Right Brain Functionality
Now, last week, again, we talked largely about the left hemisphere primarily being involved with language. And so again, this is an overgeneralization when we look at the right brain and this graphic created by Stephen Hollen, which is really a good representation of largely localized areas within the right hemisphere of the brain. Last week, we talked about the left side being expressive and receptive language and all the rules of language and largely dominated in the left hemisphere.
The right hemisphere, therefore, is less dominant when it comes to language. Now there are aspects of language as we will be talking about that certainly reside largely within the right hemisphere. But it also is dominated in aspects that you would consider important from the standpoint of spatial perception, spatial reasoning, and being able to coordinate both our vision and our motor functioning, when it comes to that spatial aspect of functioning, being able to track a target being able to determine speed and vector, being able to respond from a motor standpoint in a way that allows you to intercept or avoid on the basis of that information.
So visual perceptual and visual spatial is largely on this side. If you also notice, there is again this flow of information across the brain that largely comes around to the parietal lobe. So in other words, information from the frontal lobe either gets sent out to the body by way of the pre-motor and motor strip. But, information from the standpoint of cognition largely gets funneled to the parietal lobe, which then has a “so what” a response to the information that’s coming in. It’s how we create a perception of the world around us, and it is largely the aspect of our brain that is involved in the conscious awareness of what it is that we’re thinking about in putting all those parts and pieces together.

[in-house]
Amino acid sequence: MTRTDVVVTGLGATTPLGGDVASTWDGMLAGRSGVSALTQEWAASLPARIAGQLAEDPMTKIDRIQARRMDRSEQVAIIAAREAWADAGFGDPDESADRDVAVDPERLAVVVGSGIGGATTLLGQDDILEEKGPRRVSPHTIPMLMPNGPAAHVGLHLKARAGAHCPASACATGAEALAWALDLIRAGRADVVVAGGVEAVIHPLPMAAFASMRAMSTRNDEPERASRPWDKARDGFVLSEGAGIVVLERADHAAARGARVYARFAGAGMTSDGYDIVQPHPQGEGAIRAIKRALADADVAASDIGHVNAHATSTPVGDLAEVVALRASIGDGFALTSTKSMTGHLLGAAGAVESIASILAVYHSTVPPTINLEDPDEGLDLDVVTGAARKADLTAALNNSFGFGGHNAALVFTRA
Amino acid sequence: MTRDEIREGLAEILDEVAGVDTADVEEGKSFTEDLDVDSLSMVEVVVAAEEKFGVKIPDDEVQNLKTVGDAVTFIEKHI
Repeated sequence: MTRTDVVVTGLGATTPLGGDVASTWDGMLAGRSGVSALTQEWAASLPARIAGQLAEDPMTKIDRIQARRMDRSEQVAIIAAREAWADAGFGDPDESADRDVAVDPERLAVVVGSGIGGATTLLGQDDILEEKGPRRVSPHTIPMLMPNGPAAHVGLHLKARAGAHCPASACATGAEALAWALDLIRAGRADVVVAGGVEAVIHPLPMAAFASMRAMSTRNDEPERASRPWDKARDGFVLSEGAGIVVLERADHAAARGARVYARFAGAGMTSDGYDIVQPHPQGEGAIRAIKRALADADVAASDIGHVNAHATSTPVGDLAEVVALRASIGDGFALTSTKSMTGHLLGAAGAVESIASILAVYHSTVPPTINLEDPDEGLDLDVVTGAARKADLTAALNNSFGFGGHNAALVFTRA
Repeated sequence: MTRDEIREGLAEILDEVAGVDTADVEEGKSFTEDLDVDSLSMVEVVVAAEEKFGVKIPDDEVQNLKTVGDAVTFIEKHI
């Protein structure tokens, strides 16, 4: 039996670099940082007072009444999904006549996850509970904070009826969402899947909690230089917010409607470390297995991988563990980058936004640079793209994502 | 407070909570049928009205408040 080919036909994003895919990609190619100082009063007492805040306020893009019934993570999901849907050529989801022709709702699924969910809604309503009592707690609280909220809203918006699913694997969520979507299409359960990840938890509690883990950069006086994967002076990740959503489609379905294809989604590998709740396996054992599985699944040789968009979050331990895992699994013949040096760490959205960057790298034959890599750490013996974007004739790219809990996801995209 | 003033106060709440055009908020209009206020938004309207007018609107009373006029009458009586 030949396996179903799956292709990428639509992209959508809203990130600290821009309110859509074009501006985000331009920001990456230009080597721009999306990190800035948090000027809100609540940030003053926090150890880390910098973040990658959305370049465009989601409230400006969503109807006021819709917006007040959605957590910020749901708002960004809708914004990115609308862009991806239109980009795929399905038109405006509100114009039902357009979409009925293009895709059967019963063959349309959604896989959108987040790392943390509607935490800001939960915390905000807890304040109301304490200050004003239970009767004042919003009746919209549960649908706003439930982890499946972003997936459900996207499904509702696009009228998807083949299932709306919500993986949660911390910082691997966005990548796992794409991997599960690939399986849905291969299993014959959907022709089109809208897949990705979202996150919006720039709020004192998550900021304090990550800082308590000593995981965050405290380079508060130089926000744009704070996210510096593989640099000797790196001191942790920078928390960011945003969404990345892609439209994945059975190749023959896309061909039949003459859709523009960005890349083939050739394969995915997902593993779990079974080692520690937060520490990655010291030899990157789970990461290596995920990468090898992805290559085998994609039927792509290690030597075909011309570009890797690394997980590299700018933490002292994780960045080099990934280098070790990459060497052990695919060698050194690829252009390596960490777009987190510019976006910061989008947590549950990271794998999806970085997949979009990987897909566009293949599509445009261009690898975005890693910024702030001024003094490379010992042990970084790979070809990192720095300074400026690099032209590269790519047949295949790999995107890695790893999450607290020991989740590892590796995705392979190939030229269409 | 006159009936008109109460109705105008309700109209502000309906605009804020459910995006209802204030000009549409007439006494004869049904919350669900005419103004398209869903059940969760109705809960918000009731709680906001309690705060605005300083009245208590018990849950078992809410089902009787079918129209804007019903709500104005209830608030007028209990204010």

From an auditory standpoint, the left hemisphere is largely involved in decoding sounds coming in from the standpoint of language, but within the right hemisphere, music tends to be more dominant than language.
So looking at different aspects of functioning and where they reside, we’re going to go through that and then we’ll hit some of the more global questions that might come up as we go along.
So the first part that we’re going to hit, much like we did last week, is to talk about motor function and motor functions that tend to be more residing within the area of the right hemisphere.
Now, again, when you talk about motor functions, this is an area that is more easily studied because of the quantifiable and easily observable aspect of seeing motion. So in other words, if you’re doing studies with rats or monkeys, or if you’re doing studies with humans, it’s a lot easier to directly observe movement than it is to directly quantify a motion or cognitive load. How hard are you thinking at any given point is really hard to quantify because you can’t just pull out a dip stick and measure how hard are you thinking.
On the other hand, how much motor muscle force are you putting into a given movement is quantifiable because you can connect up to a device that will measure the amount of force that you’re generating. So motor function historically, when it comes to studying the brain has been an area that is more quantified, that is more well described, and that has a great deal of evidence behind it.
Within the right hemisphere, the pre-motor and motor areas of the frontal lobe are sending out information to the skeletal muscles on the left side of our body with respect to intended motion. So intended motion being, it might even be subconscious, when you’re driving your car and moving your left arm to raise or lower the window on that side, you’re not really paying a great deal of attention to what you’re doing from a cognitive standpoint because it’s something that you’ve done many, many times. You’re kind of on automatic pilot. When you want to put your window up or down a little bit without having to search around for it. Again, that’s controlled by the pre-motor and motor aspects of your right hemisphere of the brain.